Politics Analysis

State nominations for skilled visas lagging behind expectations

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State and territory governments will be reliant on the boom in student, visitor, working holiday maker and skilled temporary entry arrivals in 2022 to meet their 2022-23 skilled visa allocations.

At the end of December 2022, state and territory government skilled migrant nominations were still running well behind pro-rata against their record allocations for 2022-23. Apart from South Australia, no state or territory was anywhere near pro rata halfway through the program year. Cranking up permanent skilled migration is a slow process.

The state and territory nominations in 2022-23 to the end of December 2022 for visa sub-class 190 are: 

  • ACT: 411 (with 2,025 allocation places available); 
  • NSW: 2,375 (9,108); 
  • NT: 298 (600); 
  • QLD: 712 (3,000); 
  • SA: 1,512 (2,700); 
  • TAS: 931 (2,000); 
  • VIC: 4,105 (11,500); 
  • WA 830 (5,350). 

The state and territory nominations in 2022-23 to the end of December 2022 for visa sub-class 491 are: 

  • ACT: 855 (2,025); 
  • NSW: 871 (6,168); 
  • NT: 297 (1,400); 
  • QLD: 472 (2,000); 
  • SA: 2,846 (5,300); 
  • TAS: 565 (2,250); 
  • VIC: 1,082 (3,400); 
  • WA: 420 (2,790).

Combined with the record invitations in the skilled independent category to date (59,182), the Department of Home Affairs (DHA) will need a massive acceleration in visa grants from January to June 2023 to deliver the 2022-23 migration program. The bulk of this is again likely to be from temporary entrants in Australia in 2022.

Western Australia in particular is a long way behind its allocation. It has been working hard at attracting more skilled migrants and recently announced that it:

... has received an overwhelming amount of applications for the State Nomination Migration Program. To allow adequate time to process the large volume of applications prior to the end of the program year, invitation rounds for the remainder of the 2022-23 State nomination program year will be brought forward, and run in the first week of each month, commencing February 2023.

This surge in interest will have been driven by the boom in students, visitors, working holidaymakers and skilled temporary entrants who arrived in 2022. Nevertheless, Western Australia will need to make its nominations quickly to enable DHA to process the subsequent visa applications before the end of June 2023.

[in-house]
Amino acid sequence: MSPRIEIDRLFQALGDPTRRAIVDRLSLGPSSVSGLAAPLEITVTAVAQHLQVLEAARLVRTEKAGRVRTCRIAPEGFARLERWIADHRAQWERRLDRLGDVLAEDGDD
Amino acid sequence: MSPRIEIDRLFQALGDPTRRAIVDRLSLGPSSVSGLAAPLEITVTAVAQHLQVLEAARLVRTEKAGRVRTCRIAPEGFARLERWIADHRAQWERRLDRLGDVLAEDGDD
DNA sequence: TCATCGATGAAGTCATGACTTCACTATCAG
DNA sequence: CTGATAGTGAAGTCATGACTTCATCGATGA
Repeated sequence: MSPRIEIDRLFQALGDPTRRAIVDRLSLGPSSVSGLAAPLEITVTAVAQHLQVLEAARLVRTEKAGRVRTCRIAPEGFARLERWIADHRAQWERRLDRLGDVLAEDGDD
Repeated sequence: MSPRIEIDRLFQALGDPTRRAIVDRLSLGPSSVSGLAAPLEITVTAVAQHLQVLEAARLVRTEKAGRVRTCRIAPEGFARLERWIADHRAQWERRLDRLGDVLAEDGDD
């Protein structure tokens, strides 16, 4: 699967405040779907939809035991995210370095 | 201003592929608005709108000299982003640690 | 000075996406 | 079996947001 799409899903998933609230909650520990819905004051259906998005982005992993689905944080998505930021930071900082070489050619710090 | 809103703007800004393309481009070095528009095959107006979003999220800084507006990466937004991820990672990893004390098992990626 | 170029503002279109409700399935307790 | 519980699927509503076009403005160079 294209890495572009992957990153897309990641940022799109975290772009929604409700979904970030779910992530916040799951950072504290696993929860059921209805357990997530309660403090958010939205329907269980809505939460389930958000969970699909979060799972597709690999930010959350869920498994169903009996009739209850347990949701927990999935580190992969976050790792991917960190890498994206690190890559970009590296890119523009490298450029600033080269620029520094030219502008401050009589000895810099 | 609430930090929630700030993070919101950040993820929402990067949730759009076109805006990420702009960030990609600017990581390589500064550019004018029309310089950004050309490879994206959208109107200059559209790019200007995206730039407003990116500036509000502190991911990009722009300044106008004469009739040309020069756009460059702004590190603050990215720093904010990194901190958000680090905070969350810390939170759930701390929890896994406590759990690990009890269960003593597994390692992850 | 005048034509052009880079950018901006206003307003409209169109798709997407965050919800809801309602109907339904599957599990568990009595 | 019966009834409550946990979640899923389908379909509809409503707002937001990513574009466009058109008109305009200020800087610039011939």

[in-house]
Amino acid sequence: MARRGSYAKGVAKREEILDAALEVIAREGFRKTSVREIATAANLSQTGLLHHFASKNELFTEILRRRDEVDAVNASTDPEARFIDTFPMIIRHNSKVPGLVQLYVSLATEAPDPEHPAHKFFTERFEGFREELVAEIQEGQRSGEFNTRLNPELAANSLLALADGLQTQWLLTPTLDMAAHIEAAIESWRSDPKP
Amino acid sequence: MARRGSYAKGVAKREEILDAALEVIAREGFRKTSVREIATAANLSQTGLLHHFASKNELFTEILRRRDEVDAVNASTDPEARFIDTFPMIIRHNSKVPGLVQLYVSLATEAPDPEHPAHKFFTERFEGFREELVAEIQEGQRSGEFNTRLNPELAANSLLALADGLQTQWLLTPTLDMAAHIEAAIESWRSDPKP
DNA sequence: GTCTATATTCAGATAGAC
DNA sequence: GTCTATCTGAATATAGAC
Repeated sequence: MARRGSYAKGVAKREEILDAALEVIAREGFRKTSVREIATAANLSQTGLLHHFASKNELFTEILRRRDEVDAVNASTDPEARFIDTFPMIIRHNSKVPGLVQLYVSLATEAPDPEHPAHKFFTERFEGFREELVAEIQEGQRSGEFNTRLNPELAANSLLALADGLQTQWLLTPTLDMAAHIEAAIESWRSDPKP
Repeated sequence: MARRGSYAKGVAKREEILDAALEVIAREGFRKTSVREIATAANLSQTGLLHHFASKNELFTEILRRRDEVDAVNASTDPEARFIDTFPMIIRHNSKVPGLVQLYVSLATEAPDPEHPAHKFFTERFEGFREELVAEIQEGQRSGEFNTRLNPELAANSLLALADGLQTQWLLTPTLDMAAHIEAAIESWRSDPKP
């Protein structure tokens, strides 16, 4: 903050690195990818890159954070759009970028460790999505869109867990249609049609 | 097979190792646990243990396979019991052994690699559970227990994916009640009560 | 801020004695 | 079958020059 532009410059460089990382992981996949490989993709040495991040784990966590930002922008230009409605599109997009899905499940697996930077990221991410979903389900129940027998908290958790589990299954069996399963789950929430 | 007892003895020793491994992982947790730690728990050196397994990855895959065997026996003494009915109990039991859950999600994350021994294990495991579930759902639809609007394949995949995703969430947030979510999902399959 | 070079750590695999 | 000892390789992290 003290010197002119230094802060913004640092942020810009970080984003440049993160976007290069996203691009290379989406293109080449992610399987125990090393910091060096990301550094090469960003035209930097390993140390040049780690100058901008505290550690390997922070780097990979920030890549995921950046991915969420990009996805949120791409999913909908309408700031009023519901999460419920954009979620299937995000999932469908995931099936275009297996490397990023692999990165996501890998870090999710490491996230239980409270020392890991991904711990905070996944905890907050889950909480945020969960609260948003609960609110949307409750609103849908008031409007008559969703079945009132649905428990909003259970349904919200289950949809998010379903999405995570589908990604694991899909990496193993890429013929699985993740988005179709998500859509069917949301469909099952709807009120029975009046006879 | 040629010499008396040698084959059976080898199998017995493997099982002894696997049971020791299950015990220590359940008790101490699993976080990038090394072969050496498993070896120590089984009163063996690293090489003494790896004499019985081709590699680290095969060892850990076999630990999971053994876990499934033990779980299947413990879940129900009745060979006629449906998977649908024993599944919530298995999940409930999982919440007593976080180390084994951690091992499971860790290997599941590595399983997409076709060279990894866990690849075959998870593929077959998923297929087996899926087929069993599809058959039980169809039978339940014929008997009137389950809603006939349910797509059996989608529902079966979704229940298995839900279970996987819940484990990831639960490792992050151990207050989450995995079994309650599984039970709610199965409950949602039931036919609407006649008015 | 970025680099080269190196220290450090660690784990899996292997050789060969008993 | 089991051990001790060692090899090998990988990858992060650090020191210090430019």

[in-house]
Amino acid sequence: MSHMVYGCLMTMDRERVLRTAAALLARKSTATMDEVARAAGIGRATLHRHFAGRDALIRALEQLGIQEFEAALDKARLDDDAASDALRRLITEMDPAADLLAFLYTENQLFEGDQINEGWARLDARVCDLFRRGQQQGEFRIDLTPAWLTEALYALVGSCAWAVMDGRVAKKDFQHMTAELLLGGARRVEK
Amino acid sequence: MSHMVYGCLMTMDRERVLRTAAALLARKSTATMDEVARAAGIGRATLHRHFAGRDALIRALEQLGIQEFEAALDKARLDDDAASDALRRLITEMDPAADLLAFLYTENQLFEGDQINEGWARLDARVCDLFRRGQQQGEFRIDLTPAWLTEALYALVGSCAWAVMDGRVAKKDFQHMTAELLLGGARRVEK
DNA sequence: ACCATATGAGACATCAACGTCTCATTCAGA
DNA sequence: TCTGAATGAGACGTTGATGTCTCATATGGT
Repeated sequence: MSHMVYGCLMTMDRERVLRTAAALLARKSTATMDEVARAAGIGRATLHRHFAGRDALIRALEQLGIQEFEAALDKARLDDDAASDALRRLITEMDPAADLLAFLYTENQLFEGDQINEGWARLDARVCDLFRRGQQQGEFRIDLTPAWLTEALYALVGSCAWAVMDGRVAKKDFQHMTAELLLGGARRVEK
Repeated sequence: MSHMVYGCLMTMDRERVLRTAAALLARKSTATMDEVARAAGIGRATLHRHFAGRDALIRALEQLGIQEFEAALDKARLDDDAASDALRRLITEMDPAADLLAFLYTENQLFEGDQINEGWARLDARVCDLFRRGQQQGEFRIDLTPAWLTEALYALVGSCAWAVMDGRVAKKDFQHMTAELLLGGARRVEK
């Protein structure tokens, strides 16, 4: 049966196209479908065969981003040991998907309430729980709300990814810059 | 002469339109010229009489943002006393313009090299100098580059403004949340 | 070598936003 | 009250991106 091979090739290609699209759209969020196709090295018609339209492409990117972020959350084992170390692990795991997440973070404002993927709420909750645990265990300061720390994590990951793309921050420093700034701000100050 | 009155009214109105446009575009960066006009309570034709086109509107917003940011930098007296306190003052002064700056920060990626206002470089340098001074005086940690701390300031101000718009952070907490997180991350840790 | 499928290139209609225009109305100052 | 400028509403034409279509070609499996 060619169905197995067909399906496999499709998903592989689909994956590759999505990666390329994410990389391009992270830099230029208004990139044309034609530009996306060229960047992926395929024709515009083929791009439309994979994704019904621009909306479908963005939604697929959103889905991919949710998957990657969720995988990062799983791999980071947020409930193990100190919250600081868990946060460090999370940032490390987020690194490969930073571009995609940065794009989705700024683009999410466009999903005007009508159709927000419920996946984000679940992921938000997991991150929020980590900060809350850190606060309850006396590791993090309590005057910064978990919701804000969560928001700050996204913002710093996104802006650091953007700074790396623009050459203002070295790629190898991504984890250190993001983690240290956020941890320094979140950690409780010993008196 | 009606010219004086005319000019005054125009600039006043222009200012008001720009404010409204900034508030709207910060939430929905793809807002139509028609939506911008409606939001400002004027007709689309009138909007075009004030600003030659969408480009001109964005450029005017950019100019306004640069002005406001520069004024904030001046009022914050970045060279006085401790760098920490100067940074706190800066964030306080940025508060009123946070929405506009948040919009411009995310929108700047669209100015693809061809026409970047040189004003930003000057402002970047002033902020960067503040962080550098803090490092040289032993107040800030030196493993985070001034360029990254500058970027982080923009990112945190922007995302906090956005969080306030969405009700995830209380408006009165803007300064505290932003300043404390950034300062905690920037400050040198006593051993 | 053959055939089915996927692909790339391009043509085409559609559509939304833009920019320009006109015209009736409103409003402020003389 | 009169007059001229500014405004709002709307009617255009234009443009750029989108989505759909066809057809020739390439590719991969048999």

Queensland State Migration’s latest advice suggests concerns that the Commonwealth’s many invitations for the Skilled Independent category will dry up the pool of expressions of Interest in DHA’s skill select system who are interested in migrating to Queensland. It is encouraging agents and lawyers to register clients who are already in Queensland with its migration unit. In other words, it too is relying on temporary entrants already living in Queensland or have recently arrived in Queensland.

The Victorian Government is encouraging potential migrants to move to regional Victoria to secure a SC491 nomination.

The messaging on the NSW Government migration website seems to have changed little despite it too being significantly behind pro rata.

Further Outlook

Apart from a massive increase in skilled migration visas being issued by June 2023, Commonwealth and state governments will also have an eye on how much the labour market may weaken in 2023-24 after a record increase in the number of people employed in 2022.

In 2022, the number of employed people increased by an astonishing 469,700 while the number of unemployed people fell by only 100,600 and the participation rate increased by only 0.4 percentage points. In other words, a very large portion of the increase in employed people and the 72 million hours increase in hours worked was due to new arrivals net of departures.

This will have contributed to a level of net migration in 2022 and 2022-23 well above the 235,000 forecast by Treasury. But Treasury is also forecasting that the labour market in 2023-24 may be very different with only a 0.75 per cent increase in employment and a rise in the unemployment rate.

While business lobby groups will continue to urge a further increase in the migration program (as they always do), the Commonwealth Government is likely to be wary of this. On the one hand, it will have seen a rapid increase in the number of temporary entrants in Australia to whom it will want to provide a pathway to permanent residence.

On the other hand, in a weakening labour market, many temporary and new permanent residents will struggle to secure skilled jobs. Most of these people have no access to social support and hence will have to accept whatever jobs they can get at whatever wage rates.

The already overwhelming workload of the Fair Work Ombudsman will increase sharply.

If unemployment rises significantly, state and territory governments are likely to be cautious about continuing to nominate large numbers of migrants other than in key occupations (in health, education, traditional trades and so on).

How Commonwealth immigration policy responds to a weakening labour market will likely be a hot political issue in 2023-24. We may get some indication of how it may respond when the interim report of the Parkinson Review is released in February ahead of ministers Clare O’Neil and Andrew Giles taking forward their 2023-24 migration program cabinet submission. The outcome of that will be announced with the May Budget, after consideration this April.

As always, the key to the immigration policy response will be overseas students who desperately need a new approach.

Dr Abul Rizvi is an Independent Australia columnist and a former Deputy Secretary of the Department of Immigration. You can follow Abul on Twitter @RizviAbul.

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